A report from BASE suggests that the greenhouse-gas footprint of the ’employee’ is way higher than that of the ‘individual’ – basically because the way you do the sums is different.
Base used all official statistics to measure this, it should be said, and didn’t do any of the measuring itself. And you can always make statistics say what you need them to.
But it’s still interesting nevertheless.
Base argues that while the UK Government reckons each person is responsible for around 4.5 tonnes of CO2 annually, this fails to account for everything a person ‘does’.
“Clearly, this does not tell the whole story about the real level of emissions attributable to individuals,” they say.
Well that in itself is a massive assumption. Who is responsible for emissions of a business? Can you say it’s the employee?
It’s certainly no bad thing to alert employees to the impact of the industry they belong to. But to say they are responsible is a step too far in our boat.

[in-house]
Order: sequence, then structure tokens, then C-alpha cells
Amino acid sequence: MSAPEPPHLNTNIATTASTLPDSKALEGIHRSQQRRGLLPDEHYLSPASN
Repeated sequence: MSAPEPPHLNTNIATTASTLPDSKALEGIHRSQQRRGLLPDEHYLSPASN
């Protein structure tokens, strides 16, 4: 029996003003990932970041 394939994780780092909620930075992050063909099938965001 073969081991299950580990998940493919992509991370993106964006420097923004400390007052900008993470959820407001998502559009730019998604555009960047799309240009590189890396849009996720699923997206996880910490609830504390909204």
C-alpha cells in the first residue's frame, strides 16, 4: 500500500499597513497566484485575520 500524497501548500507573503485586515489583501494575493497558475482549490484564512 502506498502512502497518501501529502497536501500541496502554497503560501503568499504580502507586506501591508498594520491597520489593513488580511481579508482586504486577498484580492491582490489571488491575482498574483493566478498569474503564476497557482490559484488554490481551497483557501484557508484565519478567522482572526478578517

But it’s a great debate and here’s what they say:
“[T]he largest employee greenhouse gas footprints lie, by somedistance, in the energy sector (1127.04 tonnes). This is followed by agriculture, where – as in the case of construction, somewhat counter-intuitively – over 200 tonnes of greenhouse gas emissions can be attributed to each employee annually (217.38 tonnes). This is a worse performance than both the transport and manufacturing sectors, where each employee represents 67 tonnes (67.01) and 41 tonnes (41.15) of greenhouse gas emissions respectively.”
But Greenbang has a big problem with this – the methodology.
Can you really argue that employees are responsible for this much CO2? Surely it’s the people driving the business. Where do you draw the line with the argument? Do employees of farming businesses then take reponsibility for all the methane cows fart out?
Maybe, just maybe, one day they will.